For those of you who follow me on Twitter, Facebook or read this blog on a regular basis, you’ll know how much affection I hold for the American Hockey League.
The league has some great history, passionate knowledge fans and there is always the pleasure of seeing players grab a hold of their opportunity to shine and fight their way into the show that is the NHL.
What I want to focus on in this article though is the price of going to a game. Value for money wise, I believe it’s the best professional league in the world. On a given night you’ll be able to watch a team with a mix of players who should be in the NHL, coupled with those rookies making their way on that road and guys just below that level of play (which shouldn‘t be sniffed at).
I delved into what a cost of a season ticket would be and I think like me, you’ll be pleasantly surprised at the findings. Sadly two teams weren’t forthcoming with prices but with 28 others happy to help it makes for more than an ample sample size from which to judge.
Three organisations offer season ticket packages starting under three hundred dollars which seems incredible value.
You can watch the Rochester Americans with basic prices starting at a smidge under $6 a ticket, while the Rockford Ice Hogs are just a dollar more.
Oklahoma City Barons have the most varied packages in price range and their cheapest season ticket offering in “Terrace Seating” is available for $285. Just 50 cents more than Rockford.
A few teams offer season ticket packages for youths, with those varying from $9-$13 per ticket for the 38 games.
St. Johns Icecaps sell out every time the team plays and although they don’t offer the cheaper prices that other teams do, they refuse to fleece fans. Season ticket packages range from 21-33 dollars per game
Texas Stars offer the most expensive season ticket package at $2472 which averages at $65 per game.
Still hardly expensive in NHL terms and they offer a host of benefits in return including 20% off merchandise, being able to brings three friends to every game, VIP Lounge and free parking.
Benefits are a common theme running through most of the season ticket packages available, making them even better value for money.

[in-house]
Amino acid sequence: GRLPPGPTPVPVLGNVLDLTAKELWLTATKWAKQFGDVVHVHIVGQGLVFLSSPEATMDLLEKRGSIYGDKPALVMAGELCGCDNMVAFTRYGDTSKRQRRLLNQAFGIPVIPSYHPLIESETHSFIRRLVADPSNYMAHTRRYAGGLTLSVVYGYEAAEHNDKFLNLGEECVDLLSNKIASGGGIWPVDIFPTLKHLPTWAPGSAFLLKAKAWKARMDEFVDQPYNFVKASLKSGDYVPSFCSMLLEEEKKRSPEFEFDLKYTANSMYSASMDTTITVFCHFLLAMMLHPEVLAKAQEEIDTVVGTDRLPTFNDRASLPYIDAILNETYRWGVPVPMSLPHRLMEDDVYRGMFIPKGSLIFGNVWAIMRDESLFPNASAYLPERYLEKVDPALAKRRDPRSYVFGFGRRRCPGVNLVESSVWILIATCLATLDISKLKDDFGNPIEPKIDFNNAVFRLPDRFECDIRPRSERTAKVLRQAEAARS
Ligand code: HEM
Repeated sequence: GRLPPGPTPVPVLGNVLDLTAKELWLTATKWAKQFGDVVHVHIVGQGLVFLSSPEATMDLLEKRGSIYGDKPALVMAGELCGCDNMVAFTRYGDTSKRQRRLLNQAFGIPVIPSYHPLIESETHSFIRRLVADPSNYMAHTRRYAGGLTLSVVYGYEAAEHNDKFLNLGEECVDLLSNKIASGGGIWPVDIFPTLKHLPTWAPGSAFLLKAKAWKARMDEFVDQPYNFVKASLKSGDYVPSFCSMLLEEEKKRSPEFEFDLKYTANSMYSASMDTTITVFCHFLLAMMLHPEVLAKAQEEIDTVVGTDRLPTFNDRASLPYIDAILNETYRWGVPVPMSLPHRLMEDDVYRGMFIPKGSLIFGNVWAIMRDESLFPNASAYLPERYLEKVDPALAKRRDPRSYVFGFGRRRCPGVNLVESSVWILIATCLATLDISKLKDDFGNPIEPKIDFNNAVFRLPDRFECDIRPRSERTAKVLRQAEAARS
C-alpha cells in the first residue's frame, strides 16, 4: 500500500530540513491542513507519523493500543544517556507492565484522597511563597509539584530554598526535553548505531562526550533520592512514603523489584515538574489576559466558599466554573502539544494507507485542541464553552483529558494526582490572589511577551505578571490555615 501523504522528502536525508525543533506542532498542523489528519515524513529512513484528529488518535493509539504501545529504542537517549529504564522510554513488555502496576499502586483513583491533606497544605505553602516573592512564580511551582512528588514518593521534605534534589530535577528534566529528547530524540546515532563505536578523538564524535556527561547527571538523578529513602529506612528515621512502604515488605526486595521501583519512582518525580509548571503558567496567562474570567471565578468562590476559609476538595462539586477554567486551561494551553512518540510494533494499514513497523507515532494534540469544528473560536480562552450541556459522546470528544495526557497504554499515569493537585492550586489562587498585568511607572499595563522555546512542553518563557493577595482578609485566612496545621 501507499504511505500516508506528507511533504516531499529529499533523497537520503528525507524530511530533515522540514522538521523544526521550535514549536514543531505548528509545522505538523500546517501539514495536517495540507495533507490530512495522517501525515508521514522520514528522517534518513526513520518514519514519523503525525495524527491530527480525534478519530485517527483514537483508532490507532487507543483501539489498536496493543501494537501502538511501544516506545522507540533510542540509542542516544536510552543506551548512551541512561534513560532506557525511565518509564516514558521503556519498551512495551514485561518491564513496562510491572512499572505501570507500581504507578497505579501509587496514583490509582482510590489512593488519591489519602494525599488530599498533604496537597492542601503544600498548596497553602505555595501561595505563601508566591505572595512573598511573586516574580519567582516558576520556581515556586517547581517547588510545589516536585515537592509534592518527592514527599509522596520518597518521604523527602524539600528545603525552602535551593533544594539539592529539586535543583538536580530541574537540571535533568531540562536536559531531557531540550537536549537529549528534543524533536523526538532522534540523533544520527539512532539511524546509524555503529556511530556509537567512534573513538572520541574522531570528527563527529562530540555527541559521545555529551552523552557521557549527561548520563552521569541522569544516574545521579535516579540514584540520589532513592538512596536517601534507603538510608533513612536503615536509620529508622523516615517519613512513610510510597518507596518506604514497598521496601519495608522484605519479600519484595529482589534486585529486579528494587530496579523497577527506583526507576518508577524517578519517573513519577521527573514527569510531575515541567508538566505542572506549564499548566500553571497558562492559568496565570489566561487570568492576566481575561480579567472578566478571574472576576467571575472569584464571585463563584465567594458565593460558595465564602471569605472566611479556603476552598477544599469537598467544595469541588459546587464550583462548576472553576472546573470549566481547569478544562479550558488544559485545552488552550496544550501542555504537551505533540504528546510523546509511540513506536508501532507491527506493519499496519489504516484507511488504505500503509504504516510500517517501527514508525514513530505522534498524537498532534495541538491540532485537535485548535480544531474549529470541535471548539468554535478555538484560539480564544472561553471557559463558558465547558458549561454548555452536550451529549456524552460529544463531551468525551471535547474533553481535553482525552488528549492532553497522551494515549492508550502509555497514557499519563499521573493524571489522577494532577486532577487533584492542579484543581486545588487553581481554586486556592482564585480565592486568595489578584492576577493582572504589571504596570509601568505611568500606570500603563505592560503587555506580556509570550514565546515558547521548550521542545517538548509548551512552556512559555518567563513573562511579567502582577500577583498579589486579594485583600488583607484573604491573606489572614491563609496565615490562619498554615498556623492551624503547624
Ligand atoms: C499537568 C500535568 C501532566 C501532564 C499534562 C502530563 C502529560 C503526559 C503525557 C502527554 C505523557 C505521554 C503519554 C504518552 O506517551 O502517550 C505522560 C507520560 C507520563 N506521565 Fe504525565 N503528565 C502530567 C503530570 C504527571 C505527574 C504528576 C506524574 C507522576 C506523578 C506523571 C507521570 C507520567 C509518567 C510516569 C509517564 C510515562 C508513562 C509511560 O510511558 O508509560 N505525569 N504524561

There is little doubt that the size of a team’s fan base and the capacity of the building has a huge influence on the season and single ticket prices but I’ve found there is also more creativity in the AHL to sell seats.
Take for instance the Toronto Marlies who actively encourage people to buy a pair of season tickets.
This sounds expensive but a pair at the cheapest price available works out at $16 per game and there are some fantastic benefits including days out, of which one is spent at the Hockey Hall of Fame, where the team is made freely available to them.
You can have a season ticket which works out at $16 a ticket or pay on the door for a glass seat costing around $50. A cab ride away, you’re hard pushed to pay less then $110 to stand in the rafters of the ACC, with some tickets having an obstructed view.
That might be an extreme view based on general NHL prices but hockey should be for the masses, not for those with pockets greatly lined than others.
I’ve focussed on the season ticket prices here predominately, to highlight the fantastic value but teams also offer 5-10-15-20 ticket packages and some single tickets for certain games starting as low as ten dollars (without taxes).
Cheap isn’t always better but we all love value for money, maximum bang for our buck.
I firmly believe the AHL delivers that in spades.